Push to get Scouts up and running
One of Hedland’s oldest associations is being brought back from retirement with a new campaign to restart a Scout troop in the town.
It’s been almost a century since the 53rd Boy Scout Troop Port Hedland was first registered on July 18, 1933, by then resident and group scoutmaster C. G. Kempton. The group formally closed on March 31, 2011.
Scouts WA North regional chief commissioner Kevin Pestell said the time was right to re-establish the elder traditions originally registered with the Boy Scouts Association (England) Overseas Scout Group. “We have a number of volunteers who have come forward and are undertaking our membership application screening before participating in our nationally recognised e-Learning training program,” he said.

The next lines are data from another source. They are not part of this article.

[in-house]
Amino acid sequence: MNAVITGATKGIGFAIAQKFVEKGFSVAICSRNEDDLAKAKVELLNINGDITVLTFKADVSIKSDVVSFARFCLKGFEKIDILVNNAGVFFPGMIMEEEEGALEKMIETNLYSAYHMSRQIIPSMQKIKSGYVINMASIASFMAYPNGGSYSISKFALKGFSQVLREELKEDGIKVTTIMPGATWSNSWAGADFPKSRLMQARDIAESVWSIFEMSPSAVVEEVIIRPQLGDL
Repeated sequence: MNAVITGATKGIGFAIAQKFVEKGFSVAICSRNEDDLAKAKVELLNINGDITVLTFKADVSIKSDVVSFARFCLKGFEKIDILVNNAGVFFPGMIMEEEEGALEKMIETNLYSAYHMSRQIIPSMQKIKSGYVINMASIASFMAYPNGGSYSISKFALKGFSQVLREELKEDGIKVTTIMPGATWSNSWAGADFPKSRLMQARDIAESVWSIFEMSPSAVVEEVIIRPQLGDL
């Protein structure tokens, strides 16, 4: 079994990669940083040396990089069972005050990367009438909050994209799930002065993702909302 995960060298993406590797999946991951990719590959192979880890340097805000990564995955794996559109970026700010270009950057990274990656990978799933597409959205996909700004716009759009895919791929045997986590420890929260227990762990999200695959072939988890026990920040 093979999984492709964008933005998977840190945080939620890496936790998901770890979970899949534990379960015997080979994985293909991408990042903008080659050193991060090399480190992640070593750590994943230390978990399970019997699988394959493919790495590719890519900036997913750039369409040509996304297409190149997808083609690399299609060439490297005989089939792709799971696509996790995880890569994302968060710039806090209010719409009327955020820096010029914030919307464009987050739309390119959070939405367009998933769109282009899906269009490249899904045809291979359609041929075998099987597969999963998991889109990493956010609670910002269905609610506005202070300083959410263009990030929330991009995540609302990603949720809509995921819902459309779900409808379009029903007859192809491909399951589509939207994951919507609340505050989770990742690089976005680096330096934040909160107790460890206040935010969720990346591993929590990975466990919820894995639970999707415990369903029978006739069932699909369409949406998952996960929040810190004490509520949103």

“Once that is in place our training team will visit Hedland and deliver local training for those leaders.”
Port Hedland resident Terri Johnson floated the idea of a Scout group on social media in November last year for children aged five to 15 — and the new campaign will look for a starting date between term two and the start of term three of school. “Scouts WA Hedland Scout Group leader, Terri Johnson and her team of leaders are searching both Port and South Hedland for a suitable meeting place,” Mr Pestell said.
“We anticipate calling for expressions of interest from parents and youth members in the near future. Our youth development program covers Joey Scouts (6-7 years old), Cub Scouts (8-10 years old) and Scouts (11-14 years old).”
“Our sister organisation Girl Guides WA has recently commenced delivering their youth program in South Hedland and we are looking forward to working closely with them.”
Phoenix Gill, 10, Suzy Oldham, Carissa McGregor, 9, Hayley Searle, 18, Hollky Searle, 9, Sally Keogh, 15 and Bethanie Searle of the Newman Scouts Group.